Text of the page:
Companies rely on the cloud for modern app development. Learn the key features that differentiate cloud computing from traditional, on-premises IT architectures.
Key Characteristics of Cloud Computing-Cloud entails an ever-expanding list of tools and techniques, but the key characteristics of cloud computing have always remained the same.
AWS was the first to popularize cloud computing as an alternative to on-premises infrastructure when it began selling compute and storage instances in 2006. Google and Microsoft followed soon after. Today, cloud computing extends from IaaS to SaaS and everything in between, including AI, containers, serverless, databases, IoT, dedicated networking, analytics, business apps and much more.
Each subset has its own benefits and challenges, but there are several core features that underpin all of them. Explore these 7 key characteristics of cloud computing that help explain why it’s the go-to destination for building and deploying modern applications.
- On-demand computing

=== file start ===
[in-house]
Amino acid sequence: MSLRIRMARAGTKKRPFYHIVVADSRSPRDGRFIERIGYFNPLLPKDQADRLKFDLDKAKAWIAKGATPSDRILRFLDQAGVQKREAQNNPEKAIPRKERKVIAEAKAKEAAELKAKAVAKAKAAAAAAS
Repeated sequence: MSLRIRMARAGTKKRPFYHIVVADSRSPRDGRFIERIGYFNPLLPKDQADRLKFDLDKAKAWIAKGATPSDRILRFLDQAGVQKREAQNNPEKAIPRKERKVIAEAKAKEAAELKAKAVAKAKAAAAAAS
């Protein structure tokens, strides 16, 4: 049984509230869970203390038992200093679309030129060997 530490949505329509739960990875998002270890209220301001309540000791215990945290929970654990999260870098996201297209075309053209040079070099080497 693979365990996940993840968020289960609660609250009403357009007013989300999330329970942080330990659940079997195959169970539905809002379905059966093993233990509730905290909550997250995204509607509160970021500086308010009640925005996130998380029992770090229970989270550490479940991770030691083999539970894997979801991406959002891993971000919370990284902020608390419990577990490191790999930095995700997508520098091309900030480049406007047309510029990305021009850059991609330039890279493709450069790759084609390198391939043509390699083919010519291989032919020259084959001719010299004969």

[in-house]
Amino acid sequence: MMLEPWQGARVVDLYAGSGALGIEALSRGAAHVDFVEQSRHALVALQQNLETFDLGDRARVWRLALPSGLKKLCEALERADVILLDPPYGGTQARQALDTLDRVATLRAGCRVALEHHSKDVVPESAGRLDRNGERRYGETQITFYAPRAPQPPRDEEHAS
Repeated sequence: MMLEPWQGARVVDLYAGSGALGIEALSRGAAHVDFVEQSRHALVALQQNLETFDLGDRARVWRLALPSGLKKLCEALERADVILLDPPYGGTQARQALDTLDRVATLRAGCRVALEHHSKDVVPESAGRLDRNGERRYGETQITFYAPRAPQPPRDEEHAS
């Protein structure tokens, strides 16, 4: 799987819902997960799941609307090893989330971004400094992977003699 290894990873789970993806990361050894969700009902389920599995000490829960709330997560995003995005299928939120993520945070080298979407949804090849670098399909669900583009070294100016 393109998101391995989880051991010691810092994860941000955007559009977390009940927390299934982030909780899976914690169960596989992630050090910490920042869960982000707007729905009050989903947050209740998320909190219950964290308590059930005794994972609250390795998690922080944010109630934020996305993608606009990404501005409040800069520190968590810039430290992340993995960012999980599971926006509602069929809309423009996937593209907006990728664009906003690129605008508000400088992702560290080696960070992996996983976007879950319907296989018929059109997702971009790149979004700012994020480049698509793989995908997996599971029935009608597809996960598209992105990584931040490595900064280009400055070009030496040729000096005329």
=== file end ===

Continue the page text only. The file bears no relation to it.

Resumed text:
AWS, Microsoft Azure, Google Cloud and other public cloud platforms make resources available to users at the click of a button or API call. These vendors have massive amounts of compute and storage assets at the ready, inside data centers all over the world. This represents a radical departure for IT teams accustomed to an on-premises procurement process that can take months to complete.
- Self-service provisioning
This characteristic of cloud computing goes hand in hand with on-demand computing. Instead of waiting for new servers to be delivered to a private data center, developers can select the resources and tools they need – typically through a cloud provider’s self-service portal — and build right away. An admin sets policies to limit what IT and development teams can run, but within those guardrails, they have the freedom to build, test and deploy apps as they see fit.
- Resource pooling
Public cloud providers rely on multi-tenant architectures to accommodate more users at the same time. Customers’ workloads are abstracted from the hardware and underlying software, which serve multiple users on the same host. Cloud providers increasingly rely on custom hardware and abstraction layers to improve security and speed users’ access to resources.
Resource pooling enables scalability for cloud providers and users because compute, storage and networking assets can be added or removed as needed. This helps enterprise IT teams optimize their cloud-hosted workloads and avoid end-user bottlenecks. Clouds can scale vertically or horizontally, and providers offer automation software to handle dynamic scaling for users.